8. September 2020

B15 Conference


September 28 – October 01, 2021
Co-Hosted by the University of California and the Max Planck Society’s Open Access 2020 Initiative

Stakeholders and decision-makers in research and scholarly communication from 46 countries came together at the 15th Berlin Open Access Conference (B15) to reflect on their progress in transforming the current subscription-based system of scholarly journal publishing to a system based on open dissemination of research results for the benefit of science and society. 

In recent years, institutions and national consortia globally have successfully negotiated transformative agreements (TAs) with a range of publishers to (1) empower authors to grant free and universal access to their peer-reviewed research while retaining their copyright, and (2) empower institutions to integrate, rationalize and rein in their financial investments in scholarly publishing. 

Reflecting on insights shared by panelists from Australia, Colombia, Germany, Japan, Kenya, Lithuania, Nepal, Portugal, South Africa, Sweden, the United States of America and the United Kingdom, the B15 cohort discussed current challenges and highlighted opportunities for further adapting, improving and advancing their transformative negotiation strategies to foster a scholarly publishing system that is open, sustainable and equitable.

Key insights affirmed at B15

Open access to scholarly journals is essential for progress in science and society.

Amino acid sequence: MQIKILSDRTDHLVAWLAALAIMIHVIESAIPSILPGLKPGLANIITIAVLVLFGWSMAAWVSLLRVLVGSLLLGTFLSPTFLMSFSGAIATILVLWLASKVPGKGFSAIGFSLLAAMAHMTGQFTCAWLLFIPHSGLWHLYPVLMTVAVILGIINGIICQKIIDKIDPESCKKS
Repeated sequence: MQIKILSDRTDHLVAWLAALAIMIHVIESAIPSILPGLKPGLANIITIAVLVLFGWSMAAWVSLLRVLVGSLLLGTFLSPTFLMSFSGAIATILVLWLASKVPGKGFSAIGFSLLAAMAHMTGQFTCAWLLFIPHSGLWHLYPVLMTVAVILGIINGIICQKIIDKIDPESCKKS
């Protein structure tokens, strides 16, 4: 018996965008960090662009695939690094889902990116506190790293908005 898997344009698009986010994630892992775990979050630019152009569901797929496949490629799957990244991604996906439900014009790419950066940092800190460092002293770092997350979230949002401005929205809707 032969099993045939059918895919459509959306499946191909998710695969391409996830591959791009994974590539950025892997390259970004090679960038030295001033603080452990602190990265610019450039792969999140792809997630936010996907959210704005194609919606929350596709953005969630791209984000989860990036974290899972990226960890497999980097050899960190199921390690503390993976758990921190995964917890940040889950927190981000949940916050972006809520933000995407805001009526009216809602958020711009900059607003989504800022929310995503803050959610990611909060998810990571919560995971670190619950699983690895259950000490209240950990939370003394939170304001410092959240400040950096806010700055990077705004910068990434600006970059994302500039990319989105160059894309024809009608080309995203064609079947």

Open access is advancing thanks to transformative agreements. 
Negotiations with scholarly journal publishers are a pathway to openness and equity. 
Open access publishing must be enabled under equitable economic conditions. 
Increasing transparency of funding flows and reorganizing just a tiny share of investments can have immeasurable impact.
Further open access developments require bold new partnerships. 
Scholarly publishers are embracing open access. 
Mature open access strategies include different synergistic approaches.

The enormous progress made in open access, since the cohort of the last (14th) Berlin Open Access Conference first affirmed transformative agreements as a viable pathway, is the result of the individual and collective efforts of librarians, scholars and scientists, consortium leaders, university rectors/presidents, and research funders who utilized their agency to drive positive change.

Individuals and organizations can find a summary of key insights emerging from B15 and opportunities for action to advance transformative agreements that drive openness, sustainability and equity in scholarly publishing in the B15 Executive Summary.

Conference welcome remarks
Martin Stratmann, President, Max Planck Society
Michael V. Drake, President, University of California